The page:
Remembering Their Ways

“I tell my children it is important for us to always keep our culture. We are always telling stories about our culture to pass those down to our children and grandchildren and so on, just as our fathers and our grandfathers have passed down to us for generations. Every day we sit around the fire and tell these stories.” - Xhoeta, Bushmen hunter and elder.

For the last 9 years, Dr. Nicole Apelian and Jon Young have been collaborating with this community of San Bushmen in Western Botswana. They have been working on effective strategies in the field of restoring and supporting connection to nature, to self and to other people.

They also support cultural and natural history ecotourism with this community in ways that have caused a re-shifting of cultural identity and confidence due to an increase in pride, value, and self-determination, and keep the lines of intergenerational knowledge transfer flowing in their community.

I could see that it was very touching for a lot of these [modern] women to be experiencing a village of Bushman of all generations living together... Grandmothers were carrying grandchildren, and all ages were represented and interacting in the kind of familial way that people who are raised in Western society often only experience perhaps a few times a year on holidays when families come together.” - Athena Gam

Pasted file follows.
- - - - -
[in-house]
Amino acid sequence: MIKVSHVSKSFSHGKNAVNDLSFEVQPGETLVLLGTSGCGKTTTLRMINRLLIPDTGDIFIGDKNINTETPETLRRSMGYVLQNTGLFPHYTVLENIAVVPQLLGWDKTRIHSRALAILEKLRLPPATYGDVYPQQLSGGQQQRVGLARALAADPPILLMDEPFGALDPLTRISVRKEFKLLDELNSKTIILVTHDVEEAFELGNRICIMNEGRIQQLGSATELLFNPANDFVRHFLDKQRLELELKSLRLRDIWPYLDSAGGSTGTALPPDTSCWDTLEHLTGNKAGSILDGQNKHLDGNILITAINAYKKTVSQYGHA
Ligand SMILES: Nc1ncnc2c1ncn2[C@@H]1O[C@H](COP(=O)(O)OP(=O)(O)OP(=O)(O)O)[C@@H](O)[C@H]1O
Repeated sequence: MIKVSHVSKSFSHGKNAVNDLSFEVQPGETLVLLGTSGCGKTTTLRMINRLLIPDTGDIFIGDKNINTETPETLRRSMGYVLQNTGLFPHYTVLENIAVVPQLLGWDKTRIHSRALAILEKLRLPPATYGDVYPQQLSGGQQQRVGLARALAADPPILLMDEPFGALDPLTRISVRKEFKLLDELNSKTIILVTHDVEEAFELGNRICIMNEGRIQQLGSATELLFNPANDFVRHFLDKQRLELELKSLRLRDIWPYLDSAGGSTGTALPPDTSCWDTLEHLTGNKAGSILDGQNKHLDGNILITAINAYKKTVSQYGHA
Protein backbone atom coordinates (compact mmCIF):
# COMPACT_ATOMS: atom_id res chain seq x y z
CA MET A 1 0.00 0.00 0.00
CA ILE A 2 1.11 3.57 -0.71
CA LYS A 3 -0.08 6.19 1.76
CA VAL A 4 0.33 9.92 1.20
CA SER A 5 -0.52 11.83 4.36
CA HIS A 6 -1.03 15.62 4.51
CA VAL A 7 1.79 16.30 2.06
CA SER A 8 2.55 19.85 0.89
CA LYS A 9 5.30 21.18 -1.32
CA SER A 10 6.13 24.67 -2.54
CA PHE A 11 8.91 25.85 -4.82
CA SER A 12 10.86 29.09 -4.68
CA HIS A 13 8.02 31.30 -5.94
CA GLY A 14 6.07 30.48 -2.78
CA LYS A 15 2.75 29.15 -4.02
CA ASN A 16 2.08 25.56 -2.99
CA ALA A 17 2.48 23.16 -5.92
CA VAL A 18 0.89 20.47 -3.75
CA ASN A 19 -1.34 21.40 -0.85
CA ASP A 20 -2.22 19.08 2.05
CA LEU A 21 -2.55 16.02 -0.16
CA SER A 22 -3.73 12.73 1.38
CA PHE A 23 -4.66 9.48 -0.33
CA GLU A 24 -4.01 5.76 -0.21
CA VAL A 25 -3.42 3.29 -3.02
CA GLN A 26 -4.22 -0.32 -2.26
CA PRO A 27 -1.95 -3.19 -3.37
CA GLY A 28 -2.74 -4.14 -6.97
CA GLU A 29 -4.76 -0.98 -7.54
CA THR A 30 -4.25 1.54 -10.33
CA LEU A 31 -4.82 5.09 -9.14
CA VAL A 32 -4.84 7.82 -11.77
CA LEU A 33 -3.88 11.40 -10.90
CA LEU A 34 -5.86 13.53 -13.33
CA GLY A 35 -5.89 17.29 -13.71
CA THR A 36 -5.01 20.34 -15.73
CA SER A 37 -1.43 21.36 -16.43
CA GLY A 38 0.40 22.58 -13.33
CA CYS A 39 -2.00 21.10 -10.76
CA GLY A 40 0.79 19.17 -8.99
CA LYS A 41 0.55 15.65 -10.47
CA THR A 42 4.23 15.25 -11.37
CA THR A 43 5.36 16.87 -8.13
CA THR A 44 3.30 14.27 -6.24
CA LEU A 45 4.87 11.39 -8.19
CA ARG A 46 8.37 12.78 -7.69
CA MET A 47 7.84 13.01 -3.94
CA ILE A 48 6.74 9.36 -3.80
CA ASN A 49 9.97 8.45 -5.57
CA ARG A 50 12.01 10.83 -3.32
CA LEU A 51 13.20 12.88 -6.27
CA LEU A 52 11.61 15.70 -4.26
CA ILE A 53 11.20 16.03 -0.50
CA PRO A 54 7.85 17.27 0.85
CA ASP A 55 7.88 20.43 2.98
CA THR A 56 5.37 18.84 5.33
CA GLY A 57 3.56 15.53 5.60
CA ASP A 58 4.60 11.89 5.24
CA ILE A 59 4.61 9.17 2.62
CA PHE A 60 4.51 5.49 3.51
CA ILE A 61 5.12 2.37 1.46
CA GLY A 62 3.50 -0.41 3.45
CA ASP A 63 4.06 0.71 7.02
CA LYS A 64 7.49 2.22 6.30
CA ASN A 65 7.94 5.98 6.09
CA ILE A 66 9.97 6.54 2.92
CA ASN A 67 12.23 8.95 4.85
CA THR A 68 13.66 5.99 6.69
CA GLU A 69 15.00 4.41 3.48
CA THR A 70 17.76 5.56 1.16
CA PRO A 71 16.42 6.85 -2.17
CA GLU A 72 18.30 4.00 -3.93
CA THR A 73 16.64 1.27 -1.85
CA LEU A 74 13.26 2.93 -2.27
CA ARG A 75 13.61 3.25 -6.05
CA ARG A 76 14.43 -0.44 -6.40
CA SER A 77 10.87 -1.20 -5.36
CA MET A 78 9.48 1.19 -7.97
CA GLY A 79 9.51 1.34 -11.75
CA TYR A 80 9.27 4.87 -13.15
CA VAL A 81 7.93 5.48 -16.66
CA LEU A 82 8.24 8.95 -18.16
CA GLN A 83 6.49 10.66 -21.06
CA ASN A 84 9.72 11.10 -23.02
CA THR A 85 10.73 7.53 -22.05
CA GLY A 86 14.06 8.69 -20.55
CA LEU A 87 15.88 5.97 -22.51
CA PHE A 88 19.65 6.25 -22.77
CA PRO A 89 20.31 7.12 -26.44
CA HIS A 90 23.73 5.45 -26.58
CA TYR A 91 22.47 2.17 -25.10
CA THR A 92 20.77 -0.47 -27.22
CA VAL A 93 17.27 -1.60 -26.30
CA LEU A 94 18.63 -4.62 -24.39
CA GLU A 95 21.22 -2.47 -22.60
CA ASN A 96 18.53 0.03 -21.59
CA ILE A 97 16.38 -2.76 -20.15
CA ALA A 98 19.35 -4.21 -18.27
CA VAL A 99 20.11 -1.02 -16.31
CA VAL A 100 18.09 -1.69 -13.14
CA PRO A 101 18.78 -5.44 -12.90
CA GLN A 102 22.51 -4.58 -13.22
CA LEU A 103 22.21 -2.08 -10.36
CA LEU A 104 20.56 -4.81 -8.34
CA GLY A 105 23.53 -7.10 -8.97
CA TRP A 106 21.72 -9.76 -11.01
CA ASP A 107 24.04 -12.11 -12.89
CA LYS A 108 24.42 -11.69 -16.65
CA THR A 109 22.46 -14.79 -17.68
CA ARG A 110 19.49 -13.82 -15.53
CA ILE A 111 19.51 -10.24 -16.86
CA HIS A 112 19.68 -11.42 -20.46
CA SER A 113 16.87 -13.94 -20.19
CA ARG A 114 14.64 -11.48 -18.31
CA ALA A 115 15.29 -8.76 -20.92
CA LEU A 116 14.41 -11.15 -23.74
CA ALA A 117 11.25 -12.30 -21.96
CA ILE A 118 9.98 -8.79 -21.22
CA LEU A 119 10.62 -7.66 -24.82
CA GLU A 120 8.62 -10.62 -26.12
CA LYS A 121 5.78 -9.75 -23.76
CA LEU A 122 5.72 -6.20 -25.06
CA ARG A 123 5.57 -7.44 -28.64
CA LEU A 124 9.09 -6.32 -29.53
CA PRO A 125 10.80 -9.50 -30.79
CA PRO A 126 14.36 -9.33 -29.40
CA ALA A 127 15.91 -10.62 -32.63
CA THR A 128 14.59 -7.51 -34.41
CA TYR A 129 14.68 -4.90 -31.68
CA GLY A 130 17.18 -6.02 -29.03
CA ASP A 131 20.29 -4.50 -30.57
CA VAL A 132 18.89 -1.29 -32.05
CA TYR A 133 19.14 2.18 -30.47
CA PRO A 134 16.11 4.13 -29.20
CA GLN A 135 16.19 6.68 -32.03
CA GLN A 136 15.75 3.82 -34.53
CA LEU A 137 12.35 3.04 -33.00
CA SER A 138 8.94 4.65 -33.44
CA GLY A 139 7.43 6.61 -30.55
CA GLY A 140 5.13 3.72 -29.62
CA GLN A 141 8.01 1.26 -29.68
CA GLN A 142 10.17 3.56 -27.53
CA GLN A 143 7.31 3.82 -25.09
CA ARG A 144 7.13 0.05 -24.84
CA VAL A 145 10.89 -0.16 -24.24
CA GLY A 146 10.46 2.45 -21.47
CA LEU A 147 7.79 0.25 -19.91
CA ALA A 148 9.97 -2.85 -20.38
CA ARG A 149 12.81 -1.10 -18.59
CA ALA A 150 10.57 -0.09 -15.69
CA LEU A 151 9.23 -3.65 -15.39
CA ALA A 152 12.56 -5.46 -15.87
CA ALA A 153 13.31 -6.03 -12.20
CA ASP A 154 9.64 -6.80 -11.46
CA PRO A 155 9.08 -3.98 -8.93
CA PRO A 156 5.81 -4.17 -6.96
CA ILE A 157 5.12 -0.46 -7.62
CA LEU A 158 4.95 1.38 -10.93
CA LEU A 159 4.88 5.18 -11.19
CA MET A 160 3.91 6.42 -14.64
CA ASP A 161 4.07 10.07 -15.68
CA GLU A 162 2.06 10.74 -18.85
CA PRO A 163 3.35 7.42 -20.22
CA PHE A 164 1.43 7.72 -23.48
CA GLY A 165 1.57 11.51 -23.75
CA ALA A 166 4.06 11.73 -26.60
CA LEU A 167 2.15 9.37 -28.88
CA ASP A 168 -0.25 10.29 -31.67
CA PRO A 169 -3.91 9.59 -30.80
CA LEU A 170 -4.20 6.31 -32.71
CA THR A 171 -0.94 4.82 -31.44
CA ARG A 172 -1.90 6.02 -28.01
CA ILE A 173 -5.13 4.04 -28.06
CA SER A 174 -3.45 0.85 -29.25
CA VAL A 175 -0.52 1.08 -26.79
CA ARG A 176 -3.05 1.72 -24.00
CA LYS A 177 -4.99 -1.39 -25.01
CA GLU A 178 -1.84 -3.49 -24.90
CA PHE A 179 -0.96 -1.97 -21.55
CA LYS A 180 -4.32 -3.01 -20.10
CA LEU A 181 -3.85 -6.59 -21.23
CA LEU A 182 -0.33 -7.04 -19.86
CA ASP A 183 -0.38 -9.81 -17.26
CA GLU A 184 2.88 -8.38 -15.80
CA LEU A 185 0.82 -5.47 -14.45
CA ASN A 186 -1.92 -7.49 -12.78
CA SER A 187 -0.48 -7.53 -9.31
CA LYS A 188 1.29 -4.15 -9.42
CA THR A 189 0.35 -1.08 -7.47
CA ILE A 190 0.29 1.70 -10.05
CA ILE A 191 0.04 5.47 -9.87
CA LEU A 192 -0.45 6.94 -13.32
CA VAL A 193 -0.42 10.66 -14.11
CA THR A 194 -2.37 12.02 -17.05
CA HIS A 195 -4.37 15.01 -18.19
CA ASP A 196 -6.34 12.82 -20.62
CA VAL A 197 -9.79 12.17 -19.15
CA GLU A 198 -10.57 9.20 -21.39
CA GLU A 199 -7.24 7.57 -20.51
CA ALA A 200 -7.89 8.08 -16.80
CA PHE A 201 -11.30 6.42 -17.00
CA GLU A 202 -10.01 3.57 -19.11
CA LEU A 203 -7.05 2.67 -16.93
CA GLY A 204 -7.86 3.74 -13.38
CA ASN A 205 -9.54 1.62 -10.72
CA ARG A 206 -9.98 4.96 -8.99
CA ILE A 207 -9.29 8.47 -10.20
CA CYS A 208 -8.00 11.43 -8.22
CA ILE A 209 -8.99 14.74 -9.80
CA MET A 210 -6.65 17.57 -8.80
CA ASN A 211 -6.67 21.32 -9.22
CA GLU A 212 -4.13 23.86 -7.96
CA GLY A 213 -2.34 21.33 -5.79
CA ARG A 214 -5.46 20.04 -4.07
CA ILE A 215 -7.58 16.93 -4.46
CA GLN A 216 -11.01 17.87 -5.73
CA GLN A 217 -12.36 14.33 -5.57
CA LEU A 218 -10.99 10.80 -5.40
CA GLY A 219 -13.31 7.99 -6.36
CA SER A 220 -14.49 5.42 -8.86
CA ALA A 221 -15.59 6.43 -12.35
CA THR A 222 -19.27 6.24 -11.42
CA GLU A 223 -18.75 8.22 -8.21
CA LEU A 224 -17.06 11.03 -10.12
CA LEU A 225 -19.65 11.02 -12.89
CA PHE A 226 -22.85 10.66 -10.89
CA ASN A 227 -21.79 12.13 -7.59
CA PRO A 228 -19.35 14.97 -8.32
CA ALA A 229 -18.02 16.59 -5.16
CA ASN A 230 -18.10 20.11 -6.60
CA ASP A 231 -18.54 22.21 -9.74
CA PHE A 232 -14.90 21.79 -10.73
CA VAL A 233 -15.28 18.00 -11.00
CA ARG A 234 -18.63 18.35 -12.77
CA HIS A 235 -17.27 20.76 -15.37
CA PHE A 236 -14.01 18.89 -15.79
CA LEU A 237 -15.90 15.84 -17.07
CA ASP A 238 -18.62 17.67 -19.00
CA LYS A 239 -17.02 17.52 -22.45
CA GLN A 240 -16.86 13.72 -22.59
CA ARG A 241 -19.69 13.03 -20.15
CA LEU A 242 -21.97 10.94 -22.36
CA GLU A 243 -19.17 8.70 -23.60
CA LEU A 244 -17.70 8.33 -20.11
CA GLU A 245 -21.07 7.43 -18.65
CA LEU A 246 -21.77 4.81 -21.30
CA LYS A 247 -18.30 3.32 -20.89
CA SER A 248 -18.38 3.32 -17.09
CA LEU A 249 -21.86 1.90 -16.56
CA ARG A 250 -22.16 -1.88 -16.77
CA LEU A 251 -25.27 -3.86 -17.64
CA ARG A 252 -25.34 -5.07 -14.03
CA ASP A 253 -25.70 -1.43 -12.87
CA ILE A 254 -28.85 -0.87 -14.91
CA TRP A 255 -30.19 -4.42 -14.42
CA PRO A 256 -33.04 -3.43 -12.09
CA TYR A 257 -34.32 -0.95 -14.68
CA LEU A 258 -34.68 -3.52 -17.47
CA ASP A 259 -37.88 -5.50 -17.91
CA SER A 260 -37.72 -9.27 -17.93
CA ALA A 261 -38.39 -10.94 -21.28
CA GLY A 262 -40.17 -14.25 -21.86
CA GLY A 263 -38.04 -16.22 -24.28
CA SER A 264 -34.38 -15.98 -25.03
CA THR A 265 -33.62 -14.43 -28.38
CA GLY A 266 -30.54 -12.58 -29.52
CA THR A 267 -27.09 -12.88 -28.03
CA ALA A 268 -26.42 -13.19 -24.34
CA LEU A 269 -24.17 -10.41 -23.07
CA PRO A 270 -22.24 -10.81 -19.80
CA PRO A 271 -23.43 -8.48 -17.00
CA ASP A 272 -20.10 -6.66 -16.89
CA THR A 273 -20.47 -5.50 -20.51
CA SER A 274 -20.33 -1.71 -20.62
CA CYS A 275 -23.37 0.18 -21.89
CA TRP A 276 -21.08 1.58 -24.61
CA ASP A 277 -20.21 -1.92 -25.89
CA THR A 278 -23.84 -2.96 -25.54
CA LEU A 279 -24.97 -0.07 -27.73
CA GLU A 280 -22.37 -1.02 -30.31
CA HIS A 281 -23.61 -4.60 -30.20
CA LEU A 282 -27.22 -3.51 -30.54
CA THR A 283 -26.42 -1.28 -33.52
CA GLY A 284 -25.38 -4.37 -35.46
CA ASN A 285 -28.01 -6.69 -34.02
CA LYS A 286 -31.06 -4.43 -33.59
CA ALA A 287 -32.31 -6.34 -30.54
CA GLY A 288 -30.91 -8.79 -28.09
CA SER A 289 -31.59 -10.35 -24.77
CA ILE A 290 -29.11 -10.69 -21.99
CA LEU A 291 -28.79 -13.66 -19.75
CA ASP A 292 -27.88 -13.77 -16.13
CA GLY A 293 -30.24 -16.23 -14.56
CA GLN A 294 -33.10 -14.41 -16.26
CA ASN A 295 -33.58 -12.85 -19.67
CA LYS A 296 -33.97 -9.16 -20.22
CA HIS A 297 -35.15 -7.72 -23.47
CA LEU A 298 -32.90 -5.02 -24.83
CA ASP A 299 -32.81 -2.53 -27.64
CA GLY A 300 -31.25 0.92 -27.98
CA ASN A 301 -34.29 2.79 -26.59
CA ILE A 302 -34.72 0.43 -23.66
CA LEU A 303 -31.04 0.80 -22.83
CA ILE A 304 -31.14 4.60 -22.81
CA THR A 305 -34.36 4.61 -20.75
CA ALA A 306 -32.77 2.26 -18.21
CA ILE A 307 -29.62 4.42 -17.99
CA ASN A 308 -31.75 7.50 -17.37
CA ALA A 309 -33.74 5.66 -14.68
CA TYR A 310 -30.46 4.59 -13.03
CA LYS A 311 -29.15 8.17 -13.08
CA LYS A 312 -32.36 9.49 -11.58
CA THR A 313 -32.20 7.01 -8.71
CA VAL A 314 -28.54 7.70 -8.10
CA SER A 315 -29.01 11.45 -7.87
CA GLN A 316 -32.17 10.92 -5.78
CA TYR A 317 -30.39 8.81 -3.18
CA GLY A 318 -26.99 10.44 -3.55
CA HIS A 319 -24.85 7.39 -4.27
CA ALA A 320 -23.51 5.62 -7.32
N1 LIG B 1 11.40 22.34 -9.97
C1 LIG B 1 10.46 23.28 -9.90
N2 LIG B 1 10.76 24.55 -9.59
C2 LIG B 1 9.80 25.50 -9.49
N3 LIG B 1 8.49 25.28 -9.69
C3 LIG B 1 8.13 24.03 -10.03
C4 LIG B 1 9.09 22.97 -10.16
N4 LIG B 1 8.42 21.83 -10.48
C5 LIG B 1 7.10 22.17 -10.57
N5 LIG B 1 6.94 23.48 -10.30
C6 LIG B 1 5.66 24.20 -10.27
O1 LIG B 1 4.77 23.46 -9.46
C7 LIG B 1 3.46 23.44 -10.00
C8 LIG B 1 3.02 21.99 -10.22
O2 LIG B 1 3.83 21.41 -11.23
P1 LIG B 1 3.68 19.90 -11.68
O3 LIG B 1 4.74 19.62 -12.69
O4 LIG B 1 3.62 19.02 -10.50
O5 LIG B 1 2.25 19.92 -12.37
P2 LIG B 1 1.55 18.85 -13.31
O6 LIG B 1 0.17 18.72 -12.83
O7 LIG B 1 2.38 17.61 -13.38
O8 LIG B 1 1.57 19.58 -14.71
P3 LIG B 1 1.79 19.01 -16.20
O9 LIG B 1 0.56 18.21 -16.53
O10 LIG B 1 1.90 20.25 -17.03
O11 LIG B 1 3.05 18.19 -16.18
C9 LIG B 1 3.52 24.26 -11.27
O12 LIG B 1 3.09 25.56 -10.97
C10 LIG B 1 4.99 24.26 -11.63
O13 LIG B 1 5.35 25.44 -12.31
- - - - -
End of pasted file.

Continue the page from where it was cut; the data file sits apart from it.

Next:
In Jon’s 36 years of working with cultural mentoring models and Nicole’s 20+ years of working in Botswana, they see the San people as both the ancestors of this modeling and the "grand masters" of connection. In short, the Bushmen know things that we all need to relearn! And fast.

This San community is a mixed language group that has formed an intentional community to avoid various forms of danger to themselves, their children and their culture that they are exposed to in the settlements. They are clear that they wish to have self-determination, to lead cultural and natural history tourism, and to raise their children with their culture. They do this now in their village with the self-facilitated governance structure they have put in place there. This is not possible in the "settlement life" where they cannot practice their culture.

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